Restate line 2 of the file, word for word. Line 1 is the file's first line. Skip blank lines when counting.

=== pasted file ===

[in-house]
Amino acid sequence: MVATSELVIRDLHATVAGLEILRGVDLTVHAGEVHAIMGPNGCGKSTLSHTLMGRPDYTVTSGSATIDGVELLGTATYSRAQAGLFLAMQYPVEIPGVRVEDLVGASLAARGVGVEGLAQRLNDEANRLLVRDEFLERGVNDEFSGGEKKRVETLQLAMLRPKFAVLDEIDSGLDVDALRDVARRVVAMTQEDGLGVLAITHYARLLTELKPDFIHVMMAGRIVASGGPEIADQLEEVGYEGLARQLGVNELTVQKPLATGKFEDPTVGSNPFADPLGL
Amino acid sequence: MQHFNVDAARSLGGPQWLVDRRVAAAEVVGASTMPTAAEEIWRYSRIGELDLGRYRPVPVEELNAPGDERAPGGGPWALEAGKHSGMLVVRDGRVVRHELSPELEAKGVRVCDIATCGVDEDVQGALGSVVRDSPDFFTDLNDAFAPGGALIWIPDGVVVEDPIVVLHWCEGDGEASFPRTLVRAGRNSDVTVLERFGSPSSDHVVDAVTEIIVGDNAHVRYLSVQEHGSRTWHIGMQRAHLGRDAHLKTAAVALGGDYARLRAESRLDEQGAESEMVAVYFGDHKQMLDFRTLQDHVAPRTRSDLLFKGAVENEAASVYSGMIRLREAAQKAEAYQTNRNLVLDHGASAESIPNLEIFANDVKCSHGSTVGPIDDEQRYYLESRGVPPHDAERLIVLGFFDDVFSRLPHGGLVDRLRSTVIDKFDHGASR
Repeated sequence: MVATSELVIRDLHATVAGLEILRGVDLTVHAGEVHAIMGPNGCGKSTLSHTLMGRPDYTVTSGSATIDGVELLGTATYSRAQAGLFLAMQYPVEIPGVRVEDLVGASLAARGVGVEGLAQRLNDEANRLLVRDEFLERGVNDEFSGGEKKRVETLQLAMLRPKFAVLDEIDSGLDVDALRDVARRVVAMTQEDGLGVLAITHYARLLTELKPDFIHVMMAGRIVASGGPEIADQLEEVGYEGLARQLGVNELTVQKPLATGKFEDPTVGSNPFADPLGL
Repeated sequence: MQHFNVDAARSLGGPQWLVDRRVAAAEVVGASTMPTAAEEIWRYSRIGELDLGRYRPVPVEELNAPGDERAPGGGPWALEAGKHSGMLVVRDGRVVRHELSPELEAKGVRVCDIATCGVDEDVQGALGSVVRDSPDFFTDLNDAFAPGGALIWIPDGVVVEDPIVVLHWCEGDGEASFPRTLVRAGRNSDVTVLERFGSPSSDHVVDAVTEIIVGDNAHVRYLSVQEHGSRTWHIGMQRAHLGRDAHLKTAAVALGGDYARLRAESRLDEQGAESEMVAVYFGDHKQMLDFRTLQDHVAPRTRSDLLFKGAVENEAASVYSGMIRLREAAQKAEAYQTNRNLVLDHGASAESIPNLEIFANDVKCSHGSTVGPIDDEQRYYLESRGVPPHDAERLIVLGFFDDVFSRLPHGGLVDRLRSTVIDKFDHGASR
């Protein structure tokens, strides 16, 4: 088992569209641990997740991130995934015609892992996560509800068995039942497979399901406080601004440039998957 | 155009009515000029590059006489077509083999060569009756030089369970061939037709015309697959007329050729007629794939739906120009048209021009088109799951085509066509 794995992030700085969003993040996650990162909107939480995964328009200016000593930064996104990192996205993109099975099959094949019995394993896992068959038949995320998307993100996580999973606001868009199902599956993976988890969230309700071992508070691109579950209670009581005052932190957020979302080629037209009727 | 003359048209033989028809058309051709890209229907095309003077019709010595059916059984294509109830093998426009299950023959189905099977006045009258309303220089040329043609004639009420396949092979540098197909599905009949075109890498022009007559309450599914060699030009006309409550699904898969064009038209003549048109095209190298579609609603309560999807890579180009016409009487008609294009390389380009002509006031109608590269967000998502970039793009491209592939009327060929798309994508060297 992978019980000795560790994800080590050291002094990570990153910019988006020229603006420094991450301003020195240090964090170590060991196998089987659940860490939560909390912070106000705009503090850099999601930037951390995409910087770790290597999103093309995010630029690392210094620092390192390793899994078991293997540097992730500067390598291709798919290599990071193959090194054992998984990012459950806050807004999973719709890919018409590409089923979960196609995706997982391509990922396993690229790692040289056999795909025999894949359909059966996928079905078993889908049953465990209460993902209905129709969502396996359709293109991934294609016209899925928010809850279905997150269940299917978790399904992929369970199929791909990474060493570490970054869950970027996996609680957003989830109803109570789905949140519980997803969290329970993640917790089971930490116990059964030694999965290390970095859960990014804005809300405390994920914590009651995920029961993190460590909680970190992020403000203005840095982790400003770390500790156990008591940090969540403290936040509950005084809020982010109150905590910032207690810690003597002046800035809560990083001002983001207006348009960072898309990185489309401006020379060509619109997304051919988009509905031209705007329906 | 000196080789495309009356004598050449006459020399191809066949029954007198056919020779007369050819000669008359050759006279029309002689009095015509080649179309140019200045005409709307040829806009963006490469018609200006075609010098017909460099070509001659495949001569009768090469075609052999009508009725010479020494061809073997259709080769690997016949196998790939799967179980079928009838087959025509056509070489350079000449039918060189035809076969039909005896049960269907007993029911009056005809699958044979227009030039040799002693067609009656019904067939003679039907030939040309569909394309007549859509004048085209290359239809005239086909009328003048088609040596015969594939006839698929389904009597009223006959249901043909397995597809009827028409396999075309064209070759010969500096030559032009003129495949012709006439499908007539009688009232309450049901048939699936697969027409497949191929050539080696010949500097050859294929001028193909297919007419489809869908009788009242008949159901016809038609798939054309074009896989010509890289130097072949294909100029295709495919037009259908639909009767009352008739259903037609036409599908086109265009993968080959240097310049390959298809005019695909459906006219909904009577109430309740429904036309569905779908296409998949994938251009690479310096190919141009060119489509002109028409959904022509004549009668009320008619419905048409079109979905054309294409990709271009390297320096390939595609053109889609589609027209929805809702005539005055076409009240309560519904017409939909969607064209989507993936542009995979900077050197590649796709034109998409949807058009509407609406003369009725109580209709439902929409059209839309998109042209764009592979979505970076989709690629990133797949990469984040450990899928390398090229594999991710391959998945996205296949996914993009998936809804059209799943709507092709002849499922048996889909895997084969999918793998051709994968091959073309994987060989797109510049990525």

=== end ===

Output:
Amino acid sequence: MVATSELVIRDLHATVAGLEILRGVDLTVHAGEVHAIMGPNGCGKSTLSHTLMGRPDYTVTSGSATIDGVELLGTATYSRAQAGLFLAMQYPVEIPGVRVEDLVGASLAARGVGVEGLAQRLNDEANRLLVRDEFLERGVNDEFSGGEKKRVETLQLAMLRPKFAVLDEIDSGLDVDALRDVARRVVAMTQEDGLGVLAITHYARLLTELKPDFIHVMMAGRIVASGGPEIADQLEEVGYEGLARQLGVNELTVQKPLATGKFEDPTVGSNPFADPLGL